Thrust alone into the adult world at 16, she is proof that if you work hard you really can make dreams come true.

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Bridget Baublits is proof of something else as well – teachers make a difference. So she is only slightly hesitant to leave her role as fourth grade teacher to take on the task of principal at Los Olivos Elementary School.

In her freshly rearranged and newly deodorized office, she admits to being slightly nervous. But that is belied by the broad smile and definite approach she has in mind for the future. As with all California schools there may be hard times still ahead, but they are geared up for the new year with the same staff-to-student ratio, the identical top-notch programs and are bursting with enthusiasm for the future. There are small changes in the roles some staff members will have, but all of the faces will be familiar ones.

“We are really focused on keeping programs, keeping K-6 science and keeping music and art,” Baublits says. The Los Olivos School Foundation is helping keep the school’s technology basics strong while the Parent Teacher Association is significantly responsible for keeping a number of art programs going, despite economic woes.

Parents’ greatest concerns, says Baublits, revolve around their wanting the best possible education for their students. Children need to feel included and have a variety of programs at their disposal. Baublits is staged to meet those concerns.

She hopes that parents will step up to do their part as well. Helping with homework, reading to their kids and being involved with the PTA are all easy ways for parents to make a big difference. “Talk to your child’s teacher and know what is going on at school,” she advises.

“I always felt like as a teacher I had such a personal impact on my students, and I thought I might lose that in administration,” she says, but what she is coming to realize is that her new role might actually expand what she can do to make a difference in young lives.

She doesn’t go into the details of her past because they are irrelevant. What is most pertinent is the knowledge that by engaging students positively at school, the educational community can often offset some of the trauma students sometimes suffer at home.

“I came from a rough background,” she explains. “I learned from experience that if you can impact a student’s life now, it can make a lifelong difference. No matter where you come from you can achieve your dreams.”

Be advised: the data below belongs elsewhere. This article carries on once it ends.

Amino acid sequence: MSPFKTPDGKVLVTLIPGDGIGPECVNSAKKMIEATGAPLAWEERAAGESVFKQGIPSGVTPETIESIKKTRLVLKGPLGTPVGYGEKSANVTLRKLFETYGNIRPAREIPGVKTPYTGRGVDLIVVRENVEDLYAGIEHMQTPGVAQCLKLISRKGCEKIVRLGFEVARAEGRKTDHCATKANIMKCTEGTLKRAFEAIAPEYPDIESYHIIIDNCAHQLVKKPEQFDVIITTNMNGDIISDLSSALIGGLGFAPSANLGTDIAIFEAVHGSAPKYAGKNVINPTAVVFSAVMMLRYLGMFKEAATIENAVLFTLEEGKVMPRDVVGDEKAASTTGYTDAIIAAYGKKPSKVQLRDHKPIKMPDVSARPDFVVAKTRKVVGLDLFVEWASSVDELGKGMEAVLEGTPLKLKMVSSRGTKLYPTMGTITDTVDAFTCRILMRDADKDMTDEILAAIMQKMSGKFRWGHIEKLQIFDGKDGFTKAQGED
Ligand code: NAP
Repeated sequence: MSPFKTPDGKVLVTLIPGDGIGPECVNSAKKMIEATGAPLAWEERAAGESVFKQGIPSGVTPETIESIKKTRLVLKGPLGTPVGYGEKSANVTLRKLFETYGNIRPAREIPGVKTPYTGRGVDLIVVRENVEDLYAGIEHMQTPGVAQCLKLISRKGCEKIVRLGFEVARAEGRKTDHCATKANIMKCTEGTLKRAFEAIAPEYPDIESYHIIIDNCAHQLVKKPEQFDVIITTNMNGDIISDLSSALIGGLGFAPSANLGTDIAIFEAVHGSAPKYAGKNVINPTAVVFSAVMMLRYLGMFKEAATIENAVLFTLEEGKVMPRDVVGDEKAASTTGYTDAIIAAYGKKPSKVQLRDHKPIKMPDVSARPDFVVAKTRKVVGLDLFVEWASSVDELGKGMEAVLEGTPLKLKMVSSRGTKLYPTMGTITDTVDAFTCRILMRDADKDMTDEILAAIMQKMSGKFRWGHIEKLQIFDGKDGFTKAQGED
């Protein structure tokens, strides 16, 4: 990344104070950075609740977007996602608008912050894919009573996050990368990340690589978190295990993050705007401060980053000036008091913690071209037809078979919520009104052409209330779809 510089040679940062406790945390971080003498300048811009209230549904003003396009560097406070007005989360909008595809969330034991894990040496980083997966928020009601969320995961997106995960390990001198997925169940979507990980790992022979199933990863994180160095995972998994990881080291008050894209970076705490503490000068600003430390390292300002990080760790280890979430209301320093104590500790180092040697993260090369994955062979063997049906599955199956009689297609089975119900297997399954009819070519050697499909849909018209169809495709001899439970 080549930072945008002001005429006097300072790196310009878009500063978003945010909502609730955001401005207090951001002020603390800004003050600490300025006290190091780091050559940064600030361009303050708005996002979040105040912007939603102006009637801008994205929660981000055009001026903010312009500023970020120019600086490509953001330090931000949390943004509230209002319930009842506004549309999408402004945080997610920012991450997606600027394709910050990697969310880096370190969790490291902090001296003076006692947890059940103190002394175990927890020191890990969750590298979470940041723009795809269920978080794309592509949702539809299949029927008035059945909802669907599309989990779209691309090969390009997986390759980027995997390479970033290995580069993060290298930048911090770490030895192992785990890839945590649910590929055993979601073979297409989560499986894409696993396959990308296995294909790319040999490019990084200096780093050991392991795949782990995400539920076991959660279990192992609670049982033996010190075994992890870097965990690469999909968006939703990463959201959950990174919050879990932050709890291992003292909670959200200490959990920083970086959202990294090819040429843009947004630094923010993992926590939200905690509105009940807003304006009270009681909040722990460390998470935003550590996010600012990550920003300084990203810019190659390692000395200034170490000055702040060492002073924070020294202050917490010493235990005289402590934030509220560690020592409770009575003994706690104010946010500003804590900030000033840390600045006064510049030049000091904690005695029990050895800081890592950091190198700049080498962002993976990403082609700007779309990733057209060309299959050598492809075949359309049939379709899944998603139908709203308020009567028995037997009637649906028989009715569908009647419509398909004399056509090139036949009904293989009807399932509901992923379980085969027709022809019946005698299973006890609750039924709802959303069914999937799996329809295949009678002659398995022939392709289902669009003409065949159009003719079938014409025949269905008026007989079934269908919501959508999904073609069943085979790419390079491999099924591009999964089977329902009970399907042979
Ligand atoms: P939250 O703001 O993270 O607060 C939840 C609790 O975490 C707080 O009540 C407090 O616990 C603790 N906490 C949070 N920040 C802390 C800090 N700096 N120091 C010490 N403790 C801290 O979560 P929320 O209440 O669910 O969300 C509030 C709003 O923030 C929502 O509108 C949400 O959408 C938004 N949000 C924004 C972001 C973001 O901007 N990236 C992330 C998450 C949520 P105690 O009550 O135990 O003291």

Until just recently, Baublits comes from Morro Bay, commuting to Los Olivos for eight long years. But with her husband and two sons rock-solid behind her, Baublit’s husband gave up his job and they moved to town. One son will attend Los Olivos Elementary in the middle school, the other Santa Ynez Valley Union High School.

“They’ve had to leave the school base they’ve had their whole lives,” she says of her boys. “But they’re excited to live in a home where they can have their own rooms.”

Baublits pauses for a moment reflecting. She knows they have given up a lot for her, and struggles to reduce her appreciation into words. In some ways it will be a hard transition for them, even though she hauled them with her on her fourth grade trips, so her boys do know some kids here. “And, at least he’s still a Pirate,” she says of her older son, “-- just different colors.”

And while they miss the beach, they are finding plenty of things to do in the Valley that they enjoy.

They’ve made their way up to Red Rock and have been doing a lot of bike riding. And while she doesn’t personally surf, the men in her family do, but that isn’t something they will have to give up.

And while Baublits is going to have to come up with some new personal goals – now that she’s met that all-important one – there are still some old dreams she has in mind.

“When we celebrate 20 years of marriage in a couple of years, our youngest will have just graduated . . .” She smiles wistfully. “Maybe then we take that trip to Tahiti.”